Friday, September 28, 2012


NOT A FAR STRETCH, INSTRUCTOR SAYS - An ancient form of exercise for the body and soul is being used to help improve the lives of children with special needs. For five-year-old Hiro Saburi, sitting serenely for even a few minutes is no easy task. This boy from Queens (New York, USA) has autism. “He was really like up and over there and there. So hyper he wanted to calm down but he didn't know how to do that,” said Hiro's mother, Mika Saburi. With each conscious breath and held stretch, Hiro is learning how the body and mind are linked. For the last two years he's been practicing a discipline dating back to antiquity, but with a modern tweak, catering to children with special needs like his. It's called “Yoga for the Special Child.” “They can concentrate better. They can learn quicker. They become more peaceful,” Yoga for the Special Child” Founder Sonia Sumar. Sumar founded the discipline in the 1970's after giving birth to a daughter with Down Syndrome. Although she died at 15, Sumar says teaching her daughter the basics of yoga enhanced the quality of what little life she lived. 

Sonia Sumar trains occupational and physical therapists and teachers at Integral Yoga Institute in the West Village. She's made it her life's work traveling the world, helping special needs children. “By working with all the other kids around the world, I filled up all the emptiness that came with her passage and I feel her with me all the time, inspiring me,” Sumar said. It's not always easy. On this particular afternoon, Hiro didn't make it through his 30 minute session. But even in the short time he practiced yoga, it seemed to have a calming effect.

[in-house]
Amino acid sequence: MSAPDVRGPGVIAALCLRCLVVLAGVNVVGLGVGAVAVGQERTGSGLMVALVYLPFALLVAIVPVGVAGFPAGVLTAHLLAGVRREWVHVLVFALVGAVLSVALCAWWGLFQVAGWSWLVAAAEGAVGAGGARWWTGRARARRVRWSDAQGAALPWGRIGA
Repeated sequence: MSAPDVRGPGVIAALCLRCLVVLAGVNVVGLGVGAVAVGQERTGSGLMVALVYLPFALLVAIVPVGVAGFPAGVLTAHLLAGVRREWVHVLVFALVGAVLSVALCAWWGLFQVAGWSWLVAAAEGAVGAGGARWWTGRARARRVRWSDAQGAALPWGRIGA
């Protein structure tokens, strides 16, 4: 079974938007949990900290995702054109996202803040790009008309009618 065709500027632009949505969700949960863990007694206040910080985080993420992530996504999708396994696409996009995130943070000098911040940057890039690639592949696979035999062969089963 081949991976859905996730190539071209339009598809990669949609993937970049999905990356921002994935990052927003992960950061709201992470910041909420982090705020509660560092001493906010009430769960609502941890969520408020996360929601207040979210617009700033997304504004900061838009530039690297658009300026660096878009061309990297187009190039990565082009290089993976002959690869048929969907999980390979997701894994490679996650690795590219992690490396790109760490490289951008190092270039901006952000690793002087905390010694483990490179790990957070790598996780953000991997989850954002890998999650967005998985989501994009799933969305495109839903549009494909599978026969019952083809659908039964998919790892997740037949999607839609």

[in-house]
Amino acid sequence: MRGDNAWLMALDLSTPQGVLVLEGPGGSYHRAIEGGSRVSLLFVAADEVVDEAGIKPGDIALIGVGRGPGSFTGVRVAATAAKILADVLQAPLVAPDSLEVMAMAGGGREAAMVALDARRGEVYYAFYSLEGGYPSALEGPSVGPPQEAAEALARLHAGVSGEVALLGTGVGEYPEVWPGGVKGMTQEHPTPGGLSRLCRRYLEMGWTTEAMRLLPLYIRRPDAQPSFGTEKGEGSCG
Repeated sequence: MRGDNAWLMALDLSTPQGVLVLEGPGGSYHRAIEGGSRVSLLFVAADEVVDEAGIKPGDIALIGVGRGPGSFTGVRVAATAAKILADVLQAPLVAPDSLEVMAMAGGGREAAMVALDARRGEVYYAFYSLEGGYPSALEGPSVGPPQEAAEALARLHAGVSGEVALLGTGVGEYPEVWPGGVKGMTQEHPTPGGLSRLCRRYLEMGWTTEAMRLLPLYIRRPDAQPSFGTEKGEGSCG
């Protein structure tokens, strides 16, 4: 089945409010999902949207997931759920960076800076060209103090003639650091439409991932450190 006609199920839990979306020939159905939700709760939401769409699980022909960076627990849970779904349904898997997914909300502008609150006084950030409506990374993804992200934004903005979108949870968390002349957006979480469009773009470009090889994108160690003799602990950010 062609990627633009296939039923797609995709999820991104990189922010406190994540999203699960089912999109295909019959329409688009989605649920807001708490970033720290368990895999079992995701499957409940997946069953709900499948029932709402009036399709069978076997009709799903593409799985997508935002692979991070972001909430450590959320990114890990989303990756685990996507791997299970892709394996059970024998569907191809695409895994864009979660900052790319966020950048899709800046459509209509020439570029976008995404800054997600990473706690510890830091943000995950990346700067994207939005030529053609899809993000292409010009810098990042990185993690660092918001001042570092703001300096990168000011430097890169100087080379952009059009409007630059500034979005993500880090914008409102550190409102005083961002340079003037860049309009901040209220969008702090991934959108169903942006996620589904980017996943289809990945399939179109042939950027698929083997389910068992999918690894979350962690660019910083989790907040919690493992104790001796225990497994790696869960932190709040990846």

“The way it is to be more balanced between mind and the body which is beneficial,” Mika Saburi said. “This is a work that is soul to soul. When you establish that kind of connection with someone, there are no limitations,” Sumar said. Hiro's mother hopes yoga will make his transition to kindergarten in the fall smoother and life beyond much easier.

Hatha yoga is an ancient set of physical and mental practices designed to bring the body, mind and breath into balance. Teaching children yoga has many positive benefits for them. An integrated series of balanced Yoga increase body awareness, strength and flexibility. The specialized breathing exercises and relaxation techniques can improve concentration and reduce hyperactivity. Through yoga children can develop body awareness, build self-esteem, improve focus and concentration, enhance posture, learn calming techniques; above all it is enjoyable and very natural for children to be in the postures. A yoga class for children at Manduka Yoga in Toronto, is a spontaneous journey of song, verse and circle play to inspire, creative movement, cooperation, concentration, coordination and independence.

Yoga prescribes physical, mental and spiritual disciplines which will free one from mental and physical diseases. ... Asana -”bodily postures”: This process of various exercises and bodily postures brings physical and mental steadiness as well as health and vigor.  Pranayama - “control of breath”.  Prana means life air and yama means to control.  It involves controlling the inhalation, exhalation and the retention of the air we breathe. ... Yoga practices are also meant for the holistic upliftment of mind, body and spirit.  By regularly practicing Yoga, Pranayana (breathing exercises) and by maintaining a natural life style in one’s eating, resting, work, etc., a person can be fully relaxed and free from tension and anxiety.  When a person maintains these practices properly, he or she will be free from heart diseases and mental anxiety.

T.D. Singh, Ph.D. - Śrīla Bhaktisvarupa Damodara Mahārāja :
“Science and Religion - Present and Future” - “Yoga”
Bhaktivedanta Institute -  -

Published by dasavatara das - "Vedic Views on World News"

1 comment:

Blogger said...

Looking for the Ultimate Dating Website? Create an account and find your perfect match.